Most countries use banknotes as a platform to give honor to the people, places and events they hold in high esteem. But the extraordinary circumstances surrounding the rebirth of Israel made it tricky to give any national significance to its first currency. At the time, there was no printing house sophisticated enough to produce bills with protections against counterfeiting. Nor was there a publisher willing to print money for a people group that might never actually become a nation. And, of course, the early Zionist leaders were forever arguing over what to call the new country – what name would be ordered for the print job?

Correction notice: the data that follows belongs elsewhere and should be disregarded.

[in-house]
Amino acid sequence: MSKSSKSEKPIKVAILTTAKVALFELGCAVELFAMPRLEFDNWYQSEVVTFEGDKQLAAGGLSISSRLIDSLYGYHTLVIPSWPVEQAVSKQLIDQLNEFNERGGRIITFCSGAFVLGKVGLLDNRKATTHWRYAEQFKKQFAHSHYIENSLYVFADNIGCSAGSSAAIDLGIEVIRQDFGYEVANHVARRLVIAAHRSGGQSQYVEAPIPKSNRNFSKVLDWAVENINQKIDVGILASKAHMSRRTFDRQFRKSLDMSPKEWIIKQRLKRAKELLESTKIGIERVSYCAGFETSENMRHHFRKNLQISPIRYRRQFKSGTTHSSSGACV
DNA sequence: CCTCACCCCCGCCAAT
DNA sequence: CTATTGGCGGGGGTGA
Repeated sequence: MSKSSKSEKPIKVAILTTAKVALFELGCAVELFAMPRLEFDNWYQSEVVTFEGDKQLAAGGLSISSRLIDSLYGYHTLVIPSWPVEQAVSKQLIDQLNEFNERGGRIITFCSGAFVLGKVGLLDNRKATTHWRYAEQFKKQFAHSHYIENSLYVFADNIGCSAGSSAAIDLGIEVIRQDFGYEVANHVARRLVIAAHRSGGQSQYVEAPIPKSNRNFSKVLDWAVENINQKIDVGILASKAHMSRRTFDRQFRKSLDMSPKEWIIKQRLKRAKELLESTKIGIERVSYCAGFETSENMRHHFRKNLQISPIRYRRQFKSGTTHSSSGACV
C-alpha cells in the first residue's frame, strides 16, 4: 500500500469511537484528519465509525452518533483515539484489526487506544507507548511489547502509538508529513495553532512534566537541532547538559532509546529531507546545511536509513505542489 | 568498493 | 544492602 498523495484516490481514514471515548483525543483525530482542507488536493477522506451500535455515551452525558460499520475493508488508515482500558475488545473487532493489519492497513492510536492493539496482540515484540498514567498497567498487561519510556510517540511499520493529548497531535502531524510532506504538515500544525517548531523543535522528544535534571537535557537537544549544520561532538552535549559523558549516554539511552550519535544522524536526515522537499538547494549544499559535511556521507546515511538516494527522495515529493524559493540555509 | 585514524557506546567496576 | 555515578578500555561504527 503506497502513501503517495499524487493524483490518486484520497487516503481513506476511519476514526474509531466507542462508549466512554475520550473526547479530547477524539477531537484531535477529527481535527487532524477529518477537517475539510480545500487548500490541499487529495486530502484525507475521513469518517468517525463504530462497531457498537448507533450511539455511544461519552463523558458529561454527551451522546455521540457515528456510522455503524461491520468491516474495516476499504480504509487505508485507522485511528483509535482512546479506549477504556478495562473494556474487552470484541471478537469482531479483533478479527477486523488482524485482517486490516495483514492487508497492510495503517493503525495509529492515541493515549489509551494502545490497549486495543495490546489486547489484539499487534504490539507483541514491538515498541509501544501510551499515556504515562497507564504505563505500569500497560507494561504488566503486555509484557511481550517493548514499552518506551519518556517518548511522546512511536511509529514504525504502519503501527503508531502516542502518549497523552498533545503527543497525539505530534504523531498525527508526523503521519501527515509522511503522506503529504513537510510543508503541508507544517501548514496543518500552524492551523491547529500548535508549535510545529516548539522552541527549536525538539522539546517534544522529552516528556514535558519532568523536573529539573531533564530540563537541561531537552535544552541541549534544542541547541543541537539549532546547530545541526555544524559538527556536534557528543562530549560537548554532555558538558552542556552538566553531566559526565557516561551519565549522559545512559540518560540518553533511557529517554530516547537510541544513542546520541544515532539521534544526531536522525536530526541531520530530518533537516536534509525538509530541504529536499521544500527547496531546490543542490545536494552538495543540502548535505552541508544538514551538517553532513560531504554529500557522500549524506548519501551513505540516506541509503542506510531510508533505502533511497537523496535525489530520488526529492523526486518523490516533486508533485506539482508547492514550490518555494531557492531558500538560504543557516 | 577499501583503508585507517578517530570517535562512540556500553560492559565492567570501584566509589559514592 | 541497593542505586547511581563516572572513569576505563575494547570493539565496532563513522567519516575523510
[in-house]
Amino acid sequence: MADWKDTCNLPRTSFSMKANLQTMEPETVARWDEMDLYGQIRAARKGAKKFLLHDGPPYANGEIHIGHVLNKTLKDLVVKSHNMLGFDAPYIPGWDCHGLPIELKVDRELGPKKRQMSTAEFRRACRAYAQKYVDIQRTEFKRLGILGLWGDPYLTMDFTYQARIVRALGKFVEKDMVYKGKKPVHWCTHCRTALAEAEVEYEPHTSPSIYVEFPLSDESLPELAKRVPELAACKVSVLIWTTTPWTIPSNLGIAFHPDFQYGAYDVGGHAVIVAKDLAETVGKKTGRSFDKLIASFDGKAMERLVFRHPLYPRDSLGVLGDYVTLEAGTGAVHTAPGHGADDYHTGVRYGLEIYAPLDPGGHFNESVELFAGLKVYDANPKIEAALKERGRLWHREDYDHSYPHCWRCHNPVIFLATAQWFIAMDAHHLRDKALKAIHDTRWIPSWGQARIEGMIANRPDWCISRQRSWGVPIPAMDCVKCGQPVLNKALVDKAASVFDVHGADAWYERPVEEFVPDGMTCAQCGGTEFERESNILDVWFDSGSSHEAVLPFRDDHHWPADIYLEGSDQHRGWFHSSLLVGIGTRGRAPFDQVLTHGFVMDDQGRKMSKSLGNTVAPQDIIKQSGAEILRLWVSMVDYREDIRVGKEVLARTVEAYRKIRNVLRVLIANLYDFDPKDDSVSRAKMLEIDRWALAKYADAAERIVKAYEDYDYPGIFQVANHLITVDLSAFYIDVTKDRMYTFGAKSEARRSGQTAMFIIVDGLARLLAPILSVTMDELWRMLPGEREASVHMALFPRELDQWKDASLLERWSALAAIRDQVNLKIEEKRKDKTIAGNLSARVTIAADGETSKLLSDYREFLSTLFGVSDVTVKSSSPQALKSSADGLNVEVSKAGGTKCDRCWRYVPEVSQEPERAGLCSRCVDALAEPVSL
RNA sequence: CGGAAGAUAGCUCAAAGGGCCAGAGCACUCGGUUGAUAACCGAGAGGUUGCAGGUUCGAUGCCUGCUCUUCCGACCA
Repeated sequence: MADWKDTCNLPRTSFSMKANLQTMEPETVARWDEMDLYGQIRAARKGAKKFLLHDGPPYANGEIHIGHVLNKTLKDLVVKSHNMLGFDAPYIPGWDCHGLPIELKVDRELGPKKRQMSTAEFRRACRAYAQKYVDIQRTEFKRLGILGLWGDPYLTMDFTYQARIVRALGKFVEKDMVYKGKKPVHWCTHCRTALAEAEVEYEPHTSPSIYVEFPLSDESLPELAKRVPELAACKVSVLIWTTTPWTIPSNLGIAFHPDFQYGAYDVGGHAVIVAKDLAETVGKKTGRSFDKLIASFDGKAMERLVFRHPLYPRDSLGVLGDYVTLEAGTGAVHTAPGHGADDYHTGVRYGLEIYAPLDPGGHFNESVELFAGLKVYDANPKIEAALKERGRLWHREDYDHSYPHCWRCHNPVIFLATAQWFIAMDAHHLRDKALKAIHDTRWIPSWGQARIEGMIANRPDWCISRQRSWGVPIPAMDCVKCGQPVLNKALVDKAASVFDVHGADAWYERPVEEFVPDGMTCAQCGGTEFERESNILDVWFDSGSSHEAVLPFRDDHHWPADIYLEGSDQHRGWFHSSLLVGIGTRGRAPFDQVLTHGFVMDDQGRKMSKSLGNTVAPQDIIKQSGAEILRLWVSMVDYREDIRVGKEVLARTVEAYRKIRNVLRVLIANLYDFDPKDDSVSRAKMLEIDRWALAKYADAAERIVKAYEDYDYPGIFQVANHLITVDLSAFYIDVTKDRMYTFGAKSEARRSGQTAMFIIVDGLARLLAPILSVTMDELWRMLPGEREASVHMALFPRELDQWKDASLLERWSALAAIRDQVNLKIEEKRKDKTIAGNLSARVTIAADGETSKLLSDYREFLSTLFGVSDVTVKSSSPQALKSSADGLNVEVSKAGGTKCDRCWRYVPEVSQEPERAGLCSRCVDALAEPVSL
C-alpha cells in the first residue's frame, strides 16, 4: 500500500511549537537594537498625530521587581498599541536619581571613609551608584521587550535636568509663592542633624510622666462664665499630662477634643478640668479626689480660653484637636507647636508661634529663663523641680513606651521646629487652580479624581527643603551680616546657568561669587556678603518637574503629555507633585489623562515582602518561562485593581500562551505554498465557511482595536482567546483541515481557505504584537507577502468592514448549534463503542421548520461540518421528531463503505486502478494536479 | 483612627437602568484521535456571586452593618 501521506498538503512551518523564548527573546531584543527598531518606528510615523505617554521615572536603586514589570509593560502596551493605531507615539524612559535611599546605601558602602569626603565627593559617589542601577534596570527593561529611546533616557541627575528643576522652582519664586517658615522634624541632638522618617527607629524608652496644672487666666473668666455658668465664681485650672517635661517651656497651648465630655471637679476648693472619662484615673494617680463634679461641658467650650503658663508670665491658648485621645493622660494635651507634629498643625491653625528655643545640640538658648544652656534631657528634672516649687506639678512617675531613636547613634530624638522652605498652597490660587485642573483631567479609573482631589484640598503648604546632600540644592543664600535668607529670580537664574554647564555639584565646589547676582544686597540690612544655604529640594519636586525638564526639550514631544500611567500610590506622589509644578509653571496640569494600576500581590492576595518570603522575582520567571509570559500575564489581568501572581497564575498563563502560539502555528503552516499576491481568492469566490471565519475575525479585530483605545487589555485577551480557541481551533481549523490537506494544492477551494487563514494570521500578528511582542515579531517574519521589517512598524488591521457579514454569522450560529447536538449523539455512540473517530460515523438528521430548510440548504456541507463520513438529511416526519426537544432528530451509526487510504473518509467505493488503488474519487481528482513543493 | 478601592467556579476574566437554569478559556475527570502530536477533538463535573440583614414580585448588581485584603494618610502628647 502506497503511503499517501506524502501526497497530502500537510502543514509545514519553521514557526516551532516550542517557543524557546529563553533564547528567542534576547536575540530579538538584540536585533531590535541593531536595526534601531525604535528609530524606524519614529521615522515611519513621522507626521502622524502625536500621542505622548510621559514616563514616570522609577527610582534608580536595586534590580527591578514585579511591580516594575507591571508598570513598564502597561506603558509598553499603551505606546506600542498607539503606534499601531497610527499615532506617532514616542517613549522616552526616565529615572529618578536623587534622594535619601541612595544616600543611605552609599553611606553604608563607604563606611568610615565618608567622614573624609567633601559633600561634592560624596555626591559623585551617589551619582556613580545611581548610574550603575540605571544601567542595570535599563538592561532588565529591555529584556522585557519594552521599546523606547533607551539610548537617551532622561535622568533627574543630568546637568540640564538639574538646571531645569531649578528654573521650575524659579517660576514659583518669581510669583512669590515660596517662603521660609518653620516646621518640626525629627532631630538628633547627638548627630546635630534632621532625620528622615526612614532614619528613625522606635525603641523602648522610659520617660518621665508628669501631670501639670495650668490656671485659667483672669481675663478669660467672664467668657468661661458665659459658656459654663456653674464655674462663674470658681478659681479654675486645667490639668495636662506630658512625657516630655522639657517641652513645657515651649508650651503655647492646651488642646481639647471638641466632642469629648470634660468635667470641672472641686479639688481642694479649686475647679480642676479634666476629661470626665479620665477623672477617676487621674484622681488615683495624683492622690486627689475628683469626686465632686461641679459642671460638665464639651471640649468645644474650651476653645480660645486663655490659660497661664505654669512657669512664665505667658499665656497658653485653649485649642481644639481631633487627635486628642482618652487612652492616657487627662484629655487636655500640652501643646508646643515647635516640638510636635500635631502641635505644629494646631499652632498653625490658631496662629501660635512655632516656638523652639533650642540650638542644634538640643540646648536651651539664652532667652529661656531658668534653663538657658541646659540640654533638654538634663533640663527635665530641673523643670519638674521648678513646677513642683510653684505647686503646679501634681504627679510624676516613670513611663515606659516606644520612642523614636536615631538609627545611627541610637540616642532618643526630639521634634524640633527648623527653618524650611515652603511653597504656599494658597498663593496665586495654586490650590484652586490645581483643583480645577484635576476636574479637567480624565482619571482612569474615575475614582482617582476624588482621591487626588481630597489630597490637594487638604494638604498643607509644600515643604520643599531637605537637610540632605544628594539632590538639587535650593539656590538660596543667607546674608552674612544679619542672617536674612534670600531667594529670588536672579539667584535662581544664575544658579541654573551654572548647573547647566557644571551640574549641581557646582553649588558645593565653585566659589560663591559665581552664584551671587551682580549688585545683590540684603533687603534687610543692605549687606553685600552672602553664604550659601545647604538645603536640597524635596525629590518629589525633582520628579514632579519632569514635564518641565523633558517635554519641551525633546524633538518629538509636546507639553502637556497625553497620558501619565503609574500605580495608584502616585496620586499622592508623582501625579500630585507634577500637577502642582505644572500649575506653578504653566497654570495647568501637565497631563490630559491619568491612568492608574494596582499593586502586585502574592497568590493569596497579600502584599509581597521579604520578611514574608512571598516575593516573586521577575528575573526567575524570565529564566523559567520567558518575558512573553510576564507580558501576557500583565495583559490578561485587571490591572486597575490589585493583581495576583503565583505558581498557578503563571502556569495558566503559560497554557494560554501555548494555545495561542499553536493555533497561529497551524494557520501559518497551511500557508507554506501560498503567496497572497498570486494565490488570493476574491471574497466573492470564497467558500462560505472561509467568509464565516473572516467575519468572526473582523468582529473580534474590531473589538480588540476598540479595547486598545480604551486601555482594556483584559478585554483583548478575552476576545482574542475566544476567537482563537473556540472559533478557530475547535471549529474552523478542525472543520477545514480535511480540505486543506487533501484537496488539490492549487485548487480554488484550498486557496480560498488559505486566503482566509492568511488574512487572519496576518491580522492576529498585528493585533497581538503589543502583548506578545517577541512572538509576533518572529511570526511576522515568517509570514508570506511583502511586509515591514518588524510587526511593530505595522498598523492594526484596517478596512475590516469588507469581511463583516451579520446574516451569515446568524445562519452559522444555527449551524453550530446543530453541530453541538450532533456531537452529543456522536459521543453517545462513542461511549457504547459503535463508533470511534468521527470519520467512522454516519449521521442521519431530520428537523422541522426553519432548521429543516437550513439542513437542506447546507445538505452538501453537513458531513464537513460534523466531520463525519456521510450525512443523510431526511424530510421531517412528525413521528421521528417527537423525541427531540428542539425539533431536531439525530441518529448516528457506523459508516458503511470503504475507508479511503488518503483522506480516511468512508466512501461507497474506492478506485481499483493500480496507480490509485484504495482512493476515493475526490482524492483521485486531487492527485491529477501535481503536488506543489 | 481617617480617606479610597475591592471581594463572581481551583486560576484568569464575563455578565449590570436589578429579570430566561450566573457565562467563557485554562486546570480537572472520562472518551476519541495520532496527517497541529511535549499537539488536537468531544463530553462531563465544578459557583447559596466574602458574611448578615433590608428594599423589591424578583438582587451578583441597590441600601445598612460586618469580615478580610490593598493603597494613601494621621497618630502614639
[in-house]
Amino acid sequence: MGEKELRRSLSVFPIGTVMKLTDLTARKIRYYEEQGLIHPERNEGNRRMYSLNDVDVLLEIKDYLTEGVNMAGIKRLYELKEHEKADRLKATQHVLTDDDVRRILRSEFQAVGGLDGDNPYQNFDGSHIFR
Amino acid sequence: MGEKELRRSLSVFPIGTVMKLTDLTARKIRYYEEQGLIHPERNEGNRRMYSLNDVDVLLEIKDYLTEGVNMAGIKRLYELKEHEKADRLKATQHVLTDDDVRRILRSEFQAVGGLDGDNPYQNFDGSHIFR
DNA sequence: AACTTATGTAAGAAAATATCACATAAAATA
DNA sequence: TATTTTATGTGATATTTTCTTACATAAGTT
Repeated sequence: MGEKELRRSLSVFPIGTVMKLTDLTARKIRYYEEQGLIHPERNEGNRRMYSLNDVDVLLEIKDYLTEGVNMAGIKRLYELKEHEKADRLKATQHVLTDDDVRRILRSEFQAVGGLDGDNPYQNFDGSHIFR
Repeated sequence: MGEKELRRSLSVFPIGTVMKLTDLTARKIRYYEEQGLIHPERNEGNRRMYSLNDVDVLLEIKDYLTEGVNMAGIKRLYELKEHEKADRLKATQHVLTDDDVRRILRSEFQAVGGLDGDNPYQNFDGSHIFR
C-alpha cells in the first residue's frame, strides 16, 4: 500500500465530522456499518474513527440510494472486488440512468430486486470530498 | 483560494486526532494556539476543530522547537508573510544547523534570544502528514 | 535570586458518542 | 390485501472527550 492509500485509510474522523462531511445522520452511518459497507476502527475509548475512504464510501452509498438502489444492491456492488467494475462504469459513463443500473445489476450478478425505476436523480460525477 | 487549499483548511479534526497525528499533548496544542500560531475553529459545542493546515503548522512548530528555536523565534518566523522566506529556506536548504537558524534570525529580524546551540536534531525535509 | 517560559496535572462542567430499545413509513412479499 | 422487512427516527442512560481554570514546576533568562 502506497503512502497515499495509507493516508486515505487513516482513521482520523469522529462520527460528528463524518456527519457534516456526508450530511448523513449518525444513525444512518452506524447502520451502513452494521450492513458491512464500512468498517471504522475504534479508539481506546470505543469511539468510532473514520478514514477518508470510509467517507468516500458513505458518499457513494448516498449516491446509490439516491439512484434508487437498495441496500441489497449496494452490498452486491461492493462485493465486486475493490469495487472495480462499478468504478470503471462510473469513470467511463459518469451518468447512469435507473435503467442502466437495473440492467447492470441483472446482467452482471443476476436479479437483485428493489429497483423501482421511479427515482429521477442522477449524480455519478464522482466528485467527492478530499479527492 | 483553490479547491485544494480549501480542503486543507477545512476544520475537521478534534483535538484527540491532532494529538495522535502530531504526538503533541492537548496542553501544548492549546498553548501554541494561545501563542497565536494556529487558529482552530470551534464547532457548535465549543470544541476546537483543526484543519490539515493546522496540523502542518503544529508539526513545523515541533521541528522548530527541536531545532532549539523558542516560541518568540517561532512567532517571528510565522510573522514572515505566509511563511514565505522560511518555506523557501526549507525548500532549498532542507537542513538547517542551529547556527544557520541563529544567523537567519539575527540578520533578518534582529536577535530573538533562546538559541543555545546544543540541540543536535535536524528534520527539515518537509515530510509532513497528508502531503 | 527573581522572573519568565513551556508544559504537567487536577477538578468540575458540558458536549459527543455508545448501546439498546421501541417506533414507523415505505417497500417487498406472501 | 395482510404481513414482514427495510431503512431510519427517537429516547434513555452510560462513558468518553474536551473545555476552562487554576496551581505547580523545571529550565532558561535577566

In the end, the chairman of the Anglo-Palestine Bank, which was owned by the Jewish Agency, persuaded the New York American Banknote Co. to print bills even before the establishment of the state in 1948. However, “Israel,” the country’s new name, did not even appear on its first banknotes. Nor was the...
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